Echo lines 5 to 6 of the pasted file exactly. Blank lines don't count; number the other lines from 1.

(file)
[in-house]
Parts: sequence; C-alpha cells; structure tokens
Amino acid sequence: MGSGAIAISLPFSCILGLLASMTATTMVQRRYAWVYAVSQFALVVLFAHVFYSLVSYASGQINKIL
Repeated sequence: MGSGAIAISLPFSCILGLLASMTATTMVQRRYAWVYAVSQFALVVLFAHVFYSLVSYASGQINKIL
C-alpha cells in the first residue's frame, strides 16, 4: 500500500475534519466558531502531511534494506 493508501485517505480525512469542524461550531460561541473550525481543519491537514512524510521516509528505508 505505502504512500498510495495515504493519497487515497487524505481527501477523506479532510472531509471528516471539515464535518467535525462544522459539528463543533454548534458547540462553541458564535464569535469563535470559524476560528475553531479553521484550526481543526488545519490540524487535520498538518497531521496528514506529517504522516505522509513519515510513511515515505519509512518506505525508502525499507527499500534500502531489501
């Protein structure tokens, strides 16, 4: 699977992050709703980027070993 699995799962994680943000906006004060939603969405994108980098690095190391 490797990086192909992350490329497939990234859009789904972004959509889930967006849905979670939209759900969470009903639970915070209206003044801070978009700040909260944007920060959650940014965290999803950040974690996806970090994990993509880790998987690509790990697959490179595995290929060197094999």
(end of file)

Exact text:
C-alpha cells in the first residue's frame, strides 16, 4: 500500500475534519466558531502531511534494506 493508501485517505480525512469542524461550531460561541473550525481543519491537514512524510521516509528505508 505505502504512500498510495495515504493519497487515497487524505481527501477523506479532510472531509471528516471539515464535518467535525462544522459539528463543533454548534458547540462553541458564535464569535469563535470559524476560528475553531479553521484550526481543526488545519490540524487535520498538518497531521496528514506529517504522516505522509513519515510513511515515505519509512518506505525508502525499507527499500534500502531489501
């Protein structure tokens, strides 16, 4: 699977992050709703980027070993 699995799962994680943000906006004060939603969405994108980098690095190391 490797990086192909992350490329497939990234859009789904972004959509889930967006849905979670939209759900969470009903639970915070209206003044801070978009700040909260944007920060959650940014965290999803950040974690996806970090994990993509880790998987690509790990697959490179595995290929060197094999």